It was Plato who said that men are for love and women are for bearing babies. Now he was not talking sexual love. Okay? We're not talking quote unquote the Greek way. What we are referring to is the word fila. Greeks have more than one word for love. In America, we have one word. Love means rape, it means sex, it means Valentine's day. I love you. I made love. We don't know how to distinguish between various forms of love. Which sort of creates certain problems in our attitudes.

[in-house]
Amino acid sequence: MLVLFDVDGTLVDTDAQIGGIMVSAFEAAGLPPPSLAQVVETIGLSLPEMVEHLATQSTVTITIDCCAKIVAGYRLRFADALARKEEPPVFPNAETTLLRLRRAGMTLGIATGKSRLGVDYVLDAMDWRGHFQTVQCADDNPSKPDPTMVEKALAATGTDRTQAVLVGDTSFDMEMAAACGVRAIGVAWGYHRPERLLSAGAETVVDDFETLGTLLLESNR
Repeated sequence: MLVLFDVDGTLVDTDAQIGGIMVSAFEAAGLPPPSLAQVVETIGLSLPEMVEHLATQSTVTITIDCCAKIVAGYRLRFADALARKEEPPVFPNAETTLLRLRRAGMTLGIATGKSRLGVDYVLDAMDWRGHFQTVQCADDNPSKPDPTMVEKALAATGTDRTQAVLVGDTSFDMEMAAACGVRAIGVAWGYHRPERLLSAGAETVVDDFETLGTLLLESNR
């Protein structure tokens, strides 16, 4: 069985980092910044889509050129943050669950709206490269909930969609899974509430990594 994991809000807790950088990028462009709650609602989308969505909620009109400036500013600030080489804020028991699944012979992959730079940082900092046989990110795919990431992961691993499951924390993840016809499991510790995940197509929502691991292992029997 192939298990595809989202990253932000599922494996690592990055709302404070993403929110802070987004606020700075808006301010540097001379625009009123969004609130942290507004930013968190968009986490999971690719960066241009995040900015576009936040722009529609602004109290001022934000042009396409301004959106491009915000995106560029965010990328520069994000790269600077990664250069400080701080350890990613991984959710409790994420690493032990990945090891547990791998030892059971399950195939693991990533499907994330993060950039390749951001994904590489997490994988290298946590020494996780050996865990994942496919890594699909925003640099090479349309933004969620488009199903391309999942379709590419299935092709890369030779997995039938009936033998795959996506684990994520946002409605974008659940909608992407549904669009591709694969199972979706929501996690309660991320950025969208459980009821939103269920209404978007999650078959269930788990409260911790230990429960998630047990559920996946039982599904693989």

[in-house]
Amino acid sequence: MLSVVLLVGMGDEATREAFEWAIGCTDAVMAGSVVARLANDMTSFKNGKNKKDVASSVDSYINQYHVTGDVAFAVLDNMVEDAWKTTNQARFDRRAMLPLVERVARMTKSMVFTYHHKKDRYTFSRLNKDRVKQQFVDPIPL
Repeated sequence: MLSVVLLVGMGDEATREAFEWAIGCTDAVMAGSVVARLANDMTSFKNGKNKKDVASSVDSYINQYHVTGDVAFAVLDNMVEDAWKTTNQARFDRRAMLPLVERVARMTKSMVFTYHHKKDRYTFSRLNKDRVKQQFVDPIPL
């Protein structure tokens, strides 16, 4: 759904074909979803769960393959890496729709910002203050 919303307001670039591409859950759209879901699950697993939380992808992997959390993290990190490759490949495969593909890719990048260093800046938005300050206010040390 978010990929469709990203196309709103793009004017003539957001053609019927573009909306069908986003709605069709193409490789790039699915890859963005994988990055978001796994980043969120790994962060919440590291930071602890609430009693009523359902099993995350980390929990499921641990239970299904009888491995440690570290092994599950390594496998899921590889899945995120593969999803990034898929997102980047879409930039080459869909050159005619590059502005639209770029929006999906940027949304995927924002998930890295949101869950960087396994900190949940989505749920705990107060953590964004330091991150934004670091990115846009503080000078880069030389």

In Greece, among the words for love are Eros. Eros and then there is fila which is brotherly or sisterly love. But the brotherly love certainly. Philadelphia. The city of brotherly love. And then the word that the Christians have adapted agape Which is the Greek word for different word for love. That's sort of a spiritual love you love all people because they are human. Agape. You have to love people. Gee, I tied that together somehow. I also amaze myself. Absolutely. In Greece, women were secluded. Weren't even allowed to sit at the dinner table when men got together. Of course we still do that, but then they go in the kitchen and do the dishes while we sit around afterwards, right? Slavery, existed. And slaves were not a part of the society. They had certain legal rights, but they were not part of the society and therefore generally not people. So if we've got a society that segregates people by age, and women, then we don't really have a democracy because we are not allowing them based upon the fact they're not real people. And obviously we know in our own country historically we have had periods of time when we call ourselves democratic and we certainly did not recognize all people. It's only been in recent years that- at least under the law that- almost all people are people and when I say people I'm talking about members of the species. We know that about slavery in this country. When the blacks were first brought over from Africa, they were allowed to get their independence. They were allowed to become freed by buying their way out and they actually owned other slaves, but that was within the first 50 years of our colonies.